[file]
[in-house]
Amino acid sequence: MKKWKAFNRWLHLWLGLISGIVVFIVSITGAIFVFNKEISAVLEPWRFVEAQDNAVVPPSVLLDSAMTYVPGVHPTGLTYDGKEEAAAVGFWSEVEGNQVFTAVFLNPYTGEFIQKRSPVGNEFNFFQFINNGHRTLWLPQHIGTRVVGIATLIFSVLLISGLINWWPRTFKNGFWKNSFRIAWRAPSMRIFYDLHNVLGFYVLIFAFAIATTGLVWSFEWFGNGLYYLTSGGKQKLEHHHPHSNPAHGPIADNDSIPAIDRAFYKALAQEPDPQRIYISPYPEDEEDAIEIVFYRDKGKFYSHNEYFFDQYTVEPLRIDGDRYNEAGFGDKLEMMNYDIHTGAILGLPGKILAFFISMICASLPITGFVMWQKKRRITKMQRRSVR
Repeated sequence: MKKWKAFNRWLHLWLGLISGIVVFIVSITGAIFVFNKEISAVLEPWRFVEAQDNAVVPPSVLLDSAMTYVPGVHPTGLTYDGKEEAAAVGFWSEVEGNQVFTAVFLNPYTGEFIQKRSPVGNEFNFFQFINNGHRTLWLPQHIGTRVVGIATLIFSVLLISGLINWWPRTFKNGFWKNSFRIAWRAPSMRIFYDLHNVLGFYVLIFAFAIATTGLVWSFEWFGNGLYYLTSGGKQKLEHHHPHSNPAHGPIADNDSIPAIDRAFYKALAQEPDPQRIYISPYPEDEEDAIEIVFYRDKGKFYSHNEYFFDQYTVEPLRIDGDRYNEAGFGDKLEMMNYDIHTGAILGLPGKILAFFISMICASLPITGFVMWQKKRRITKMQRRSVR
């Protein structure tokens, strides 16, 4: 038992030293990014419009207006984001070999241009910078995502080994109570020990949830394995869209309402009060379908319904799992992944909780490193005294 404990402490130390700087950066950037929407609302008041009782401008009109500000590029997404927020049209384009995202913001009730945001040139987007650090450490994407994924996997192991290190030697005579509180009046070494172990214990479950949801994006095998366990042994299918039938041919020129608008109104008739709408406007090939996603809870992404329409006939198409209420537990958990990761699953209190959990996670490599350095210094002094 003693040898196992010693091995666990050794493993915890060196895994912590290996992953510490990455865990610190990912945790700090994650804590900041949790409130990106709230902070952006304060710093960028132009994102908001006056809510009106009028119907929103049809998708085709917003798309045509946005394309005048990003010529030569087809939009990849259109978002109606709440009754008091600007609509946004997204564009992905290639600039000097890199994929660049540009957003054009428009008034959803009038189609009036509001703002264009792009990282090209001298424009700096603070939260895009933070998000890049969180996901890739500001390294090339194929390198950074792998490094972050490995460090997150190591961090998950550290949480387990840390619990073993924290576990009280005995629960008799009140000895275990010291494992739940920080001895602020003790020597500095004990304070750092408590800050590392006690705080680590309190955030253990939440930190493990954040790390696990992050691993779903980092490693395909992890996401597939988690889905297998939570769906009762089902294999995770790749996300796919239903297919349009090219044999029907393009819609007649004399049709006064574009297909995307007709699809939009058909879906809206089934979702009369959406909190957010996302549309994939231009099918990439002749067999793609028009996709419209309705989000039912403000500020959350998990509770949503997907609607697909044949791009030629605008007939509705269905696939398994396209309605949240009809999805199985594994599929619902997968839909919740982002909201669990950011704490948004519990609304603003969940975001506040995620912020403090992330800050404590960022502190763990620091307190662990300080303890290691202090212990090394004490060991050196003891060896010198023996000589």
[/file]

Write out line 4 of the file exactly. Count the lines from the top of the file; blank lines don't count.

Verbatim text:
């Protein structure tokens, strides 16, 4: 038992030293990014419009207006984001070999241009910078995502080994109570020990949830394995869209309402009060379908319904799992992944909780490193005294 404990402490130390700087950066950037929407609302008041009782401008009109500000590029997404927020049209384009995202913001009730945001040139987007650090450490994407994924996997192991290190030697005579509180009046070494172990214990479950949801994006095998366990042994299918039938041919020129608008109104008739709408406007090939996603809870992404329409006939198409209420537990958990990761699953209190959990996670490599350095210094002094 003693040898196992010693091995666990050794493993915890060196895994912590290996992953510490990455865990610190990912945790700090994650804590900041949790409130990106709230902070952006304060710093960028132009994102908001006056809510009106009028119907929103049809998708085709917003798309045509946005394309005048990003010529030569087809939009990849259109978002109606709440009754008091600007609509946004997204564009992905290639600039000097890199994929660049540009957003054009428009008034959803009038189609009036509001703002264009792009990282090209001298424009700096603070939260895009933070998000890049969180996901890739500001390294090339194929390198950074792998490094972050490995460090997150190591961090998950550290949480387990840390619990073993924290576990009280005995629960008799009140000895275990010291494992739940920080001895602020003790020597500095004990304070750092408590800050590392006690705080680590309190955030253990939440930190493990954040790390696990992050691993779903980092490693395909992890996401597939988690889905297998939570769906009762089902294999995770790749996300796919239903297919349009090219044999029907393009819609007649004399049709006064574009297909995307007709699809939009058909879906809206089934979702009369959406909190957010996302549309994939231009099918990439002749067999793609028009996709419209309705989000039912403000500020959350998990509770949503997907609607697909044949791009030629605008007939509705269905696939398994396209309605949240009809999805199985594994599929619902997968839909919740982002909201669990950011704490948004519990609304603003969940975001506040995620912020403090992330800050404590960022502190763990620091307190662990300080303890290691202090212990090394004490060991050196003891060896010198023996000589």